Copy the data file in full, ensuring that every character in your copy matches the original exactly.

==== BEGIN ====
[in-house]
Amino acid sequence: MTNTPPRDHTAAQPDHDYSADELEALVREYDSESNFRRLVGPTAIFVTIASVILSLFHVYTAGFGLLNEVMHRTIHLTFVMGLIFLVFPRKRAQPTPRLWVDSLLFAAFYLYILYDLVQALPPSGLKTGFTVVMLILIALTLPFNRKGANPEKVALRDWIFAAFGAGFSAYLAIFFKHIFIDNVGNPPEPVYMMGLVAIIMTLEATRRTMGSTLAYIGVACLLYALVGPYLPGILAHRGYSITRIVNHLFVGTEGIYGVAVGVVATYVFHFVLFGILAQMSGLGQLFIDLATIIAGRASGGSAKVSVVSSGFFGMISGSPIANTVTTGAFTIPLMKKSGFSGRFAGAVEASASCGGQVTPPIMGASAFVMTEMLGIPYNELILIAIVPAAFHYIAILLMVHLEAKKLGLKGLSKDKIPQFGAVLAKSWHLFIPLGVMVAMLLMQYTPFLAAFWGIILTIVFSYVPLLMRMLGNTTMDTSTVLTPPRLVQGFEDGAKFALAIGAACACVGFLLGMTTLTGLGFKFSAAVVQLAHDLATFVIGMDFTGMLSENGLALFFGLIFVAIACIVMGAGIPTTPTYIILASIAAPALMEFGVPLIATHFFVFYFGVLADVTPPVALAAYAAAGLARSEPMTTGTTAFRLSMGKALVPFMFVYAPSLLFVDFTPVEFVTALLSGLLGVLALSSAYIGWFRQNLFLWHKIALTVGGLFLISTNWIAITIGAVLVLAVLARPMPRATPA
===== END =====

[in-house]
Amino acid sequence: MTNTPPRDHTAAQPDHDYSADELEALVREYDSESNFRRLVGPTAIFVTIASVILSLFHVYTAGFGLLNEVMHRTIHLTFVMGLIFLVFPRKRAQPTPRLWVDSLLFAAFYLYILYDLVQALPPSGLKTGFTVVMLILIALTLPFNRKGANPEKVALRDWIFAAFGAGFSAYLAIFFKHIFIDNVGNPPEPVYMMGLVAIIMTLEATRRTMGSTLAYIGVACLLYALVGPYLPGILAHRGYSITRIVNHLFVGTEGIYGVAVGVVATYVFHFVLFGILAQMSGLGQLFIDLATIIAGRASGGSAKVSVVSSGFFGMISGSPIANTVTTGAFTIPLMKKSGFSGRFAGAVEASASCGGQVTPPIMGASAFVMTEMLGIPYNELILIAIVPAAFHYIAILLMVHLEAKKLGLKGLSKDKIPQFGAVLAKSWHLFIPLGVMVAMLLMQYTPFLAAFWGIILTIVFSYVPLLMRMLGNTTMDTSTVLTPPRLVQGFEDGAKFALAIGAACACVGFLLGMTTLTGLGFKFSAAVVQLAHDLATFVIGMDFTGMLSENGLALFFGLIFVAIACIVMGAGIPTTPTYIILASIAAPALMEFGVPLIATHFFVFYFGVLADVTPPVALAAYAAAGLARSEPMTTGTTAFRLSMGKALVPFMFVYAPSLLFVDFTPVEFVTALLSGLLGVLALSSAYIGWFRQNLFLWHKIALTVGGLFLISTNWIAITIGAVLVLAVLARPMPRATPA